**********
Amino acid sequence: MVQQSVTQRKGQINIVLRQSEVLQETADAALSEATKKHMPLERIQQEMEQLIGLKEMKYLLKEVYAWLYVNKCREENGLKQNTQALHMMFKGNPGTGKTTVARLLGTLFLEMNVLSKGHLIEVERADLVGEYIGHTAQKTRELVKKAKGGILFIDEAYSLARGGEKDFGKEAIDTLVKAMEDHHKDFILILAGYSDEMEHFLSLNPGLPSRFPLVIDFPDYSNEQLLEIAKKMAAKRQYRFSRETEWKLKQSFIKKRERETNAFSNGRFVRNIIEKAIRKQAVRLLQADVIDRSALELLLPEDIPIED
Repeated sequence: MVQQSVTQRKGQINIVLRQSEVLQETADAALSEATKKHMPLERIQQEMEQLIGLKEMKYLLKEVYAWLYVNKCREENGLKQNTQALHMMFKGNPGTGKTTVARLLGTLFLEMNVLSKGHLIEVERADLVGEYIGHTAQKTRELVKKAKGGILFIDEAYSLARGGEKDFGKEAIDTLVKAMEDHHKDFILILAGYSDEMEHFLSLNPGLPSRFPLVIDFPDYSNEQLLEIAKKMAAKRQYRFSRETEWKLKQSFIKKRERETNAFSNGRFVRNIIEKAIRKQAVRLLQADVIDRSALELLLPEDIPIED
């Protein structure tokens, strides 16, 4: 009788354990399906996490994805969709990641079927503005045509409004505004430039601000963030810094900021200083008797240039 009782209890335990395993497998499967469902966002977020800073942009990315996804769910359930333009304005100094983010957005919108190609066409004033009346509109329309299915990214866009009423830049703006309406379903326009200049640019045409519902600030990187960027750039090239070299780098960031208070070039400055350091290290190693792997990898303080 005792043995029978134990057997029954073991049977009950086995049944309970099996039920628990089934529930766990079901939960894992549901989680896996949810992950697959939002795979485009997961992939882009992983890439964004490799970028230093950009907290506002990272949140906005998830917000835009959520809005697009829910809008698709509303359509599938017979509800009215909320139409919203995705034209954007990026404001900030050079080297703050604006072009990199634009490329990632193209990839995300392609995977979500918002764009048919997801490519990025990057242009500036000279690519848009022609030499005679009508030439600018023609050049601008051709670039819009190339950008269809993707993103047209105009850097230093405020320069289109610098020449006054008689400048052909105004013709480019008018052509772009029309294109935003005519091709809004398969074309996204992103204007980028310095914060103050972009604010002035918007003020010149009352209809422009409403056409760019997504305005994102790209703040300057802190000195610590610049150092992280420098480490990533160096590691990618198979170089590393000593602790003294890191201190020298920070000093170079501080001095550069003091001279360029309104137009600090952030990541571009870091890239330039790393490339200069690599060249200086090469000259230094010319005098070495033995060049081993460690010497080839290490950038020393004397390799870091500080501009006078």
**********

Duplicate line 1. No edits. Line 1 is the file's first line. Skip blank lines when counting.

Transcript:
Amino acid sequence: MVQQSVTQRKGQINIVLRQSEVLQETADAALSEATKKHMPLERIQQEMEQLIGLKEMKYLLKEVYAWLYVNKCREENGLKQNTQALHMMFKGNPGTGKTTVARLLGTLFLEMNVLSKGHLIEVERADLVGEYIGHTAQKTRELVKKAKGGILFIDEAYSLARGGEKDFGKEAIDTLVKAMEDHHKDFILILAGYSDEMEHFLSLNPGLPSRFPLVIDFPDYSNEQLLEIAKKMAAKRQYRFSRETEWKLKQSFIKKRERETNAFSNGRFVRNIIEKAIRKQAVRLLQADVIDRSALELLLPEDIPIED